If you have ever bought, or shopped for, land you know it can get pretty expensive quickly. As the saying goes, “I have Champagne taste on a beer budget.” Where did the Champagne taste come from? Reading too many technical articles by so-called experts on bugout location requirements. Even worse were the more fanciful articles written for surviving full-blow, serious TEOTWAWKI…end of days kind of stuff.

I digested all the advice from having three separate redundant water supplies, to the natural defensive position of a hilltop overlooking your own valley, to a specific minimum number of miles away from big cities and Interstates. Then there was advice on the particular demographics you wanted for the area as well as political make-up of the county your future property might be located in. Then there was advice on elevation, location in proximity to nuclear facilities, and overall climate considerations. All of this advice went on and on and on. While it seemed all logical and needed it didn’t feel overwhelming at that point…my search was on!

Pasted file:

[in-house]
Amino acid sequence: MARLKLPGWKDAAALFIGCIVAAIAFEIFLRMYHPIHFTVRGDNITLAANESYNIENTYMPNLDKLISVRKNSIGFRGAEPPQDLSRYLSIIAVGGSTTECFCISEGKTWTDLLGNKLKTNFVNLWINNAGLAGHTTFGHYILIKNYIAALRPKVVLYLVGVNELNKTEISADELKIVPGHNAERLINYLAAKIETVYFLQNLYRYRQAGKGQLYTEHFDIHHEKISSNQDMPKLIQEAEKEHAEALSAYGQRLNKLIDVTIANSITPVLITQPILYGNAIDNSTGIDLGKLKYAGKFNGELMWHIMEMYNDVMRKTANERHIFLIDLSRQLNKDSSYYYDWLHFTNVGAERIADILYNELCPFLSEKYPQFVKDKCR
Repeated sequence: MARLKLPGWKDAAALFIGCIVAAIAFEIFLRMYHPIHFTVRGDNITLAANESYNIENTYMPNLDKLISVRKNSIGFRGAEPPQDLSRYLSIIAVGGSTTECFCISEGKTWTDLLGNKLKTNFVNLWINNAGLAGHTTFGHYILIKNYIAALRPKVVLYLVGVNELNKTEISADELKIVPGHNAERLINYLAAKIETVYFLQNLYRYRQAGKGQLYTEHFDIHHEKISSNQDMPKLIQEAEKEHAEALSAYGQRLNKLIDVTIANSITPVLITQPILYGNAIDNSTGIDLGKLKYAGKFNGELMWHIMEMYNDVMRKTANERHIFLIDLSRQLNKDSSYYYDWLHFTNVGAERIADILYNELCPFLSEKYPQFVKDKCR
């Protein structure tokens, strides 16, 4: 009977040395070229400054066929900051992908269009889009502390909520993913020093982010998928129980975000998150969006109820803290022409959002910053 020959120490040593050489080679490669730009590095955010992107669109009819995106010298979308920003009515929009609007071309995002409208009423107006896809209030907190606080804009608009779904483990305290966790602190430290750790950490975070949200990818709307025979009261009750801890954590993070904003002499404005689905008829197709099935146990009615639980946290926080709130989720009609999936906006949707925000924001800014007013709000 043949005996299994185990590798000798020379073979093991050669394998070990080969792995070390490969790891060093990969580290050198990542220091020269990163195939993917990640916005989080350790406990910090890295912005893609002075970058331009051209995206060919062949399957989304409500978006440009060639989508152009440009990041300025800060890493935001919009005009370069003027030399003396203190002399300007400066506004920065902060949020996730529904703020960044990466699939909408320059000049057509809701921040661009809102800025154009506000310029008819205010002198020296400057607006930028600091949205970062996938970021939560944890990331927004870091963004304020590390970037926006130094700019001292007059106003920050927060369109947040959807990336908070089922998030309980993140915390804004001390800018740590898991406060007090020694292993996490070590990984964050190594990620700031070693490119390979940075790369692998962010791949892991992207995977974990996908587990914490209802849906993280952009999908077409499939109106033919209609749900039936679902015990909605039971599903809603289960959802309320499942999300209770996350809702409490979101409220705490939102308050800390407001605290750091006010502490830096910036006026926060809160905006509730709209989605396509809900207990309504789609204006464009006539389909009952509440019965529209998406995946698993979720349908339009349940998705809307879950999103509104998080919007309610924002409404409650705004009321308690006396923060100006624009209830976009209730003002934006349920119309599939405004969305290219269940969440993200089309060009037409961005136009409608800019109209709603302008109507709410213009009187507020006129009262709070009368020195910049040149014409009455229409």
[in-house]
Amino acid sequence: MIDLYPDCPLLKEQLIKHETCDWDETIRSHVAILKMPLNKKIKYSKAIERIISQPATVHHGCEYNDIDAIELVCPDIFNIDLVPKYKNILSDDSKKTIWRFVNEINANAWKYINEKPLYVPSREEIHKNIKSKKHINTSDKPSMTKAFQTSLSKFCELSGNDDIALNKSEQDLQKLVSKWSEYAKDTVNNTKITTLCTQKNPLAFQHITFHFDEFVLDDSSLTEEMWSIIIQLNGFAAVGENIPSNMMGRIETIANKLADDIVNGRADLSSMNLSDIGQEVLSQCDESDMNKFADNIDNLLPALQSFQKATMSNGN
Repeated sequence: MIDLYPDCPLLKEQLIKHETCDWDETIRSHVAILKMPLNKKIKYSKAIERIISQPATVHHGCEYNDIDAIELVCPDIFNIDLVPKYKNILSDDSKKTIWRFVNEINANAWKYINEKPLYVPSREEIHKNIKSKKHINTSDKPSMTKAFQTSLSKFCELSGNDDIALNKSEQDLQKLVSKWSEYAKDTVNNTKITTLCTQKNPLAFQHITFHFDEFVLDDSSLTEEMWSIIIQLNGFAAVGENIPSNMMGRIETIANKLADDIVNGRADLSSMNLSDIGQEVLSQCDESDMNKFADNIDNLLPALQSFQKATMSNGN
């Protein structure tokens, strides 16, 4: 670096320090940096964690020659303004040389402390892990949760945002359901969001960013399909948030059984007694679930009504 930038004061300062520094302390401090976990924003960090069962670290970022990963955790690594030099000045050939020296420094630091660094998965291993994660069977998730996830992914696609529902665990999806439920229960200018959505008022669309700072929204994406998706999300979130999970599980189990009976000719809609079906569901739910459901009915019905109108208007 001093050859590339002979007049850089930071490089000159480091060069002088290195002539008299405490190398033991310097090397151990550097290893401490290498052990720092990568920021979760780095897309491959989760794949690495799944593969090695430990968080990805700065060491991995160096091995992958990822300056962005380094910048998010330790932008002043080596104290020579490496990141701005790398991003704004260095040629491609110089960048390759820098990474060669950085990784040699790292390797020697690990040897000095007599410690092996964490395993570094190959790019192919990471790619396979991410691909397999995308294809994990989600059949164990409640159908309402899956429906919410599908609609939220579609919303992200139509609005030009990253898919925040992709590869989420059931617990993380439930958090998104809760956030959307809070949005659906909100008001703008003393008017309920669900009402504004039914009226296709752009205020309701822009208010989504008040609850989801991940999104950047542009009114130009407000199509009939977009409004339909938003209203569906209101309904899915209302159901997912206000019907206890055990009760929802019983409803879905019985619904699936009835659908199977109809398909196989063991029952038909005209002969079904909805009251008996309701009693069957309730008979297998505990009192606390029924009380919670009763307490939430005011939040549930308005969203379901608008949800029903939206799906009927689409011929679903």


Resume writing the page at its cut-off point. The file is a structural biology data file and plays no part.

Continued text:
The first place I started was naturally doing online research. I began looking at different areas of the country for available land. I had spent time in most western states as a wildland firefighter so I had somewhat of an idea of different areas. Yes, that means anything east of Texas was completely out of the question. I was pretty drawn to Idaho, it’s beautiful and pretty conservative. Unfortunately Colorado was completely out of the question. Beautiful as it may be, it is overrun by whackjob liberals that were restricting guns and all sorts of other freedoms. I wanted no part of that. Kalifornia was completely out of the question from the very beginning. It is, without any question or debate, a socialist state unto itself. I want no part of a totalitarian state run by socialist extremists.